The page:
The shift caused confusion, prompting the agency to alter the page about how the virus spreads again.
It now says that the virus spreads easily between people and the virus “may be spread in other ways.”
“It may be possible that a person can get COVID-19 by touching a surface or object that has the virus on it and then touching their own mouth, nose, or possibly their eyes. This is not thought to be the main way the virus spreads, but we are still learning more about how this virus spreads,” it states in a paragraph that remains unchanged from the last alteration.
This scanning electron microscope image shows the SARS-CoV-2 virus (round yellowish objects), which The Epoch Times refers to as the CCP virus, emerging from the surface of cells cultured in the lab. Photo published Feb. 19, 2020. (NIAID-RML)
COVID-19 is the disease caused by the CCP virus.
In a statement explaining the latest change, the CDC said the alteration that sparked confusion was made “in an attempt to clarify other types of spread beyond person to person.”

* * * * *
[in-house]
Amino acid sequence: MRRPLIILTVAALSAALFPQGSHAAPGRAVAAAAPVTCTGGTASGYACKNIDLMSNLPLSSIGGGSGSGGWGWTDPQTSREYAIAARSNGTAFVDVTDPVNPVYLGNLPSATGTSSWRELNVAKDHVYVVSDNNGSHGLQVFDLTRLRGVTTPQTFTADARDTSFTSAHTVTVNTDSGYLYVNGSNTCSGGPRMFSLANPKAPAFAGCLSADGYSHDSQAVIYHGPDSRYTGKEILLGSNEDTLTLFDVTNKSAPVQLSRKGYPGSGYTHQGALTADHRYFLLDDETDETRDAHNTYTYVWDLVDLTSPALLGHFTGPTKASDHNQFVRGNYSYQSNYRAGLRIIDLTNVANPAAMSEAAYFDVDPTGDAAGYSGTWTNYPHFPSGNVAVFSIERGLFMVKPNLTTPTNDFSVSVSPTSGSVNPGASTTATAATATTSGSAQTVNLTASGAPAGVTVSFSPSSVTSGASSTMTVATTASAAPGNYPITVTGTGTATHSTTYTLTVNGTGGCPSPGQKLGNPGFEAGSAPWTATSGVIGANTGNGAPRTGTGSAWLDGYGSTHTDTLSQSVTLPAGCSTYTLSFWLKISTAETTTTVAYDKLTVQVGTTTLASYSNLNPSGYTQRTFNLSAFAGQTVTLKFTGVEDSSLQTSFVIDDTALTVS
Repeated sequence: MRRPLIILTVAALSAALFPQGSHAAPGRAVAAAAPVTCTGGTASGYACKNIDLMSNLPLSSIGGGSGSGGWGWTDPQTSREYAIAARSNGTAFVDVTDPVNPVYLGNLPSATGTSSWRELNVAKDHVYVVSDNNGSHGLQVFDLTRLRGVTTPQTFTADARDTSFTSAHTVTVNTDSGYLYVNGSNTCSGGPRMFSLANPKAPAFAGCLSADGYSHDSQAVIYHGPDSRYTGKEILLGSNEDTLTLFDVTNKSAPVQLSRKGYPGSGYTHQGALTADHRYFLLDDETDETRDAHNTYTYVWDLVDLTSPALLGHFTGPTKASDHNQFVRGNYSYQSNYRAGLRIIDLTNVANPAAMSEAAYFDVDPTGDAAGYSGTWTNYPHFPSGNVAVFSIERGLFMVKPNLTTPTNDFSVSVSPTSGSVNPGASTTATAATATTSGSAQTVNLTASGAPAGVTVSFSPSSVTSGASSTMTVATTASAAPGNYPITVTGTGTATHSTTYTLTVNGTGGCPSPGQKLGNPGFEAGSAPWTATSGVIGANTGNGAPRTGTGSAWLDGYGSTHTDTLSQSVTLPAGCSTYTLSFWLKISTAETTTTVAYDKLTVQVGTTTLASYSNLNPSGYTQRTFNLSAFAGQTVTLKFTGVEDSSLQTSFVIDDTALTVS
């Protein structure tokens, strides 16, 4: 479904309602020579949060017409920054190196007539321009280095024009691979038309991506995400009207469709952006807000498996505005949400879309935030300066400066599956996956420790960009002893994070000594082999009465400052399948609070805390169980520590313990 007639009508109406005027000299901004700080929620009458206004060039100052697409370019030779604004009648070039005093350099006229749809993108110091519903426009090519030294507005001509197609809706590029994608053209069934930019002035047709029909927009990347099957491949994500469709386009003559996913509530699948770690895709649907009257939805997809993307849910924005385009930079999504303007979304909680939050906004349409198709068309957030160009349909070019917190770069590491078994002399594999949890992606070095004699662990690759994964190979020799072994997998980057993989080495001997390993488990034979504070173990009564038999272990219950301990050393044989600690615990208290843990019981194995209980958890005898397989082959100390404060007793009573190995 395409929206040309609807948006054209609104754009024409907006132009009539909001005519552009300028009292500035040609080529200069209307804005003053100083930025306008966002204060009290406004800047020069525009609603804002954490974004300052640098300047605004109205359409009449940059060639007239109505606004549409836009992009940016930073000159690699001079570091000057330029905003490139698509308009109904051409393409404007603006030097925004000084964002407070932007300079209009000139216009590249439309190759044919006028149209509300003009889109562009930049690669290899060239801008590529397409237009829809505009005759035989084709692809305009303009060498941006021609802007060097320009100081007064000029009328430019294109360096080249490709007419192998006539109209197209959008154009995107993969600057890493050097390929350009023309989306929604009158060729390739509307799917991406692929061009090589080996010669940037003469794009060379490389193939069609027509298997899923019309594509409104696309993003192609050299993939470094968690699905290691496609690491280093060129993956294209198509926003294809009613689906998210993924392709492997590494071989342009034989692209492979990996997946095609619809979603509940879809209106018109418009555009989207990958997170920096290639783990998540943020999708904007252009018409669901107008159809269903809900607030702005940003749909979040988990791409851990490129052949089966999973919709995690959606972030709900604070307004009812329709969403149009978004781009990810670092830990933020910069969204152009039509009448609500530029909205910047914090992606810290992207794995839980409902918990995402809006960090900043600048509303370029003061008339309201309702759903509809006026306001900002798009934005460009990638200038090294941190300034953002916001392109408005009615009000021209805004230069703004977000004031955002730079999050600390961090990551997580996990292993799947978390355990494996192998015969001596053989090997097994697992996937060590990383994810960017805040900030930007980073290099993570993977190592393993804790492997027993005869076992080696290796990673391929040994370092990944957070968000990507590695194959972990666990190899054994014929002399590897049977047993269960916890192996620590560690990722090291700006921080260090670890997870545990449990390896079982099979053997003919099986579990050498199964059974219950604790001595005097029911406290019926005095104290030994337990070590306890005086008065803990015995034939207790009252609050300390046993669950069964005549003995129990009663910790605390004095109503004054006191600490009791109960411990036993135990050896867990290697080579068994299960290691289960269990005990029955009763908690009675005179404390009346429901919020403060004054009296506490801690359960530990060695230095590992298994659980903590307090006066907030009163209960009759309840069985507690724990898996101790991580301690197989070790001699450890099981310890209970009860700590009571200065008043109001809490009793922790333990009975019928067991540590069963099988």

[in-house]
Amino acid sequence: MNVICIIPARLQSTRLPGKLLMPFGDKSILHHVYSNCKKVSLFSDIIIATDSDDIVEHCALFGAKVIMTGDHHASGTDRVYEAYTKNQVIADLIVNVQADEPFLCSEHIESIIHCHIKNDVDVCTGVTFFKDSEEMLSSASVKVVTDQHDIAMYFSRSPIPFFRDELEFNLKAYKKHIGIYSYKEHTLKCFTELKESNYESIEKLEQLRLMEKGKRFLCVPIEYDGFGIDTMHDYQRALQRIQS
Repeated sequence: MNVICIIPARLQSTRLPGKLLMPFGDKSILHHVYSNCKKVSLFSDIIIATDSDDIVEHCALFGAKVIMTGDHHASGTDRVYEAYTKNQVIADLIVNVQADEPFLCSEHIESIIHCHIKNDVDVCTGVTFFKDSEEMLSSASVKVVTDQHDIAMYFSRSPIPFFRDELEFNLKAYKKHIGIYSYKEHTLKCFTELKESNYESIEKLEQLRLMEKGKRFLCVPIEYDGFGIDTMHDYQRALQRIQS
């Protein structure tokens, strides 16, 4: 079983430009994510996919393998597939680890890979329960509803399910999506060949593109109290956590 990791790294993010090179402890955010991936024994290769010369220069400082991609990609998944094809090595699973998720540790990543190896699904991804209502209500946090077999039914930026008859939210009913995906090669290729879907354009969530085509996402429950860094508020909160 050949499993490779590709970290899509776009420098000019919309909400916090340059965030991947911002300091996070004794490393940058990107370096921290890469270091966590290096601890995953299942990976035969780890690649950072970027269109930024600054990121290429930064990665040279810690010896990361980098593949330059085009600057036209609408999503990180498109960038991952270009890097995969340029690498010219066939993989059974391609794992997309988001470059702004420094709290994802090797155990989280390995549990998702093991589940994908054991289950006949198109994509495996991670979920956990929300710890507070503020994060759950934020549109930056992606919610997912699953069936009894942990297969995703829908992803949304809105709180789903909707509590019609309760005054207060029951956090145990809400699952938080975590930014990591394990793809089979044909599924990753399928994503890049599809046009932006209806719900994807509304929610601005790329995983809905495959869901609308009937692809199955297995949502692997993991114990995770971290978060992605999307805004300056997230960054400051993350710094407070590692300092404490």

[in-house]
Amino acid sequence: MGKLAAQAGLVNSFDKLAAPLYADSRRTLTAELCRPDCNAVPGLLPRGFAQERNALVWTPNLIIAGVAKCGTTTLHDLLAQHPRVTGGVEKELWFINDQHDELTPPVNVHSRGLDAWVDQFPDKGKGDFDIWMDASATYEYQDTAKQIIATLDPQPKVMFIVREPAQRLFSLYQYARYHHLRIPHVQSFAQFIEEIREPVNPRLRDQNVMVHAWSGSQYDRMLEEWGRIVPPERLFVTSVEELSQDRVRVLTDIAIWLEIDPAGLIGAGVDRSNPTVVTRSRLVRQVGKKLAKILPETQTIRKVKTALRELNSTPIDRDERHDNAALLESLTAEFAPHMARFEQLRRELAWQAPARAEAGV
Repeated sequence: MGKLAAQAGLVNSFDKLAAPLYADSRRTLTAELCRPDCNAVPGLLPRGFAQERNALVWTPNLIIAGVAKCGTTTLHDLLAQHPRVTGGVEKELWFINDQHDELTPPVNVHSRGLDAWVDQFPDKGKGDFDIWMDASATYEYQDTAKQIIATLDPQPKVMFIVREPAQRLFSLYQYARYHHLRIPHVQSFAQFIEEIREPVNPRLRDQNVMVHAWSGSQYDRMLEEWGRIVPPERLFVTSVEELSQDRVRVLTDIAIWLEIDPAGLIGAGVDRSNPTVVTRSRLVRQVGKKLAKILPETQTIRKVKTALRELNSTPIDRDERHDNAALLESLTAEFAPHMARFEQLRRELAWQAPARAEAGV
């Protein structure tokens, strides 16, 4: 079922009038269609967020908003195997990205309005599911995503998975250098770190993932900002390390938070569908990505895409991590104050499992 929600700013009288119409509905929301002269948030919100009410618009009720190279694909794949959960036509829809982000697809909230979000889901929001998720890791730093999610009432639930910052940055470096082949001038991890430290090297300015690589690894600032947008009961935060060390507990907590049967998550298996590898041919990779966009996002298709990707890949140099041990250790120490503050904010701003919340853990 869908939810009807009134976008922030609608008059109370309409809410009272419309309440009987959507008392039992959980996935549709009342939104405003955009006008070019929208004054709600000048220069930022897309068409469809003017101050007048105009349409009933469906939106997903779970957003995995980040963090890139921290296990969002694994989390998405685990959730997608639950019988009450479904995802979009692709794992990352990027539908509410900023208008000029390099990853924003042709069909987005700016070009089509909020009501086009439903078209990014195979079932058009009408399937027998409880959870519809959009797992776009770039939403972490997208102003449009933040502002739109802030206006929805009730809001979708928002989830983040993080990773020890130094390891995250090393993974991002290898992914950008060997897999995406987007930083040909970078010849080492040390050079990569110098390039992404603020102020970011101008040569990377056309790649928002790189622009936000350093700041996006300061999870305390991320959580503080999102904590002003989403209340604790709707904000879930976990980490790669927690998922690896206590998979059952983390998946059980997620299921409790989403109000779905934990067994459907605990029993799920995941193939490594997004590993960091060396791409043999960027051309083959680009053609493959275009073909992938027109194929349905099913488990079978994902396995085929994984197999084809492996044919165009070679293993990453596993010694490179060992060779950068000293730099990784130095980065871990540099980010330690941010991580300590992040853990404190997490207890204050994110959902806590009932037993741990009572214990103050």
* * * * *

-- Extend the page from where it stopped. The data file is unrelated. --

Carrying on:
“This change was intended to make it easier to read, and was not a result of any new science,” it stated.
“After media reports appeared that suggested a change in CDC’s view on transmissibility, it became clear that these edits were confusing. Therefore, we have once again edited the page to provide clarity,” the CDC said.
While the primary and most important mode of transmission for the CCP virus is through close contact from person-to-person, laboratory studies and knowledge of similar respiratory diseases indicate it’s possible someone contracts the virus by touching a surface of an object that has the virus on it and then touching their mouth, nose, or eyes.
According to the World Health Organization, the CCP virus spreads primarily from person to person through droplets from an infected person sneezing or coughing or close contact with a sick person.
But it can also be left on objects, the group said. “So if you touch something and then touch your face or another’s face, you might fall ill,” it states on its website.
U.S. researchers found that bleach and 70 percent isopropyl alcohol killed the virus in both wet and dried saliva on stainless steel in just 5 minutes. The study also found sunlight is effective in quickly killing the virus.
They’re now carrying out experiments on shorter contact times and with other cleaning products.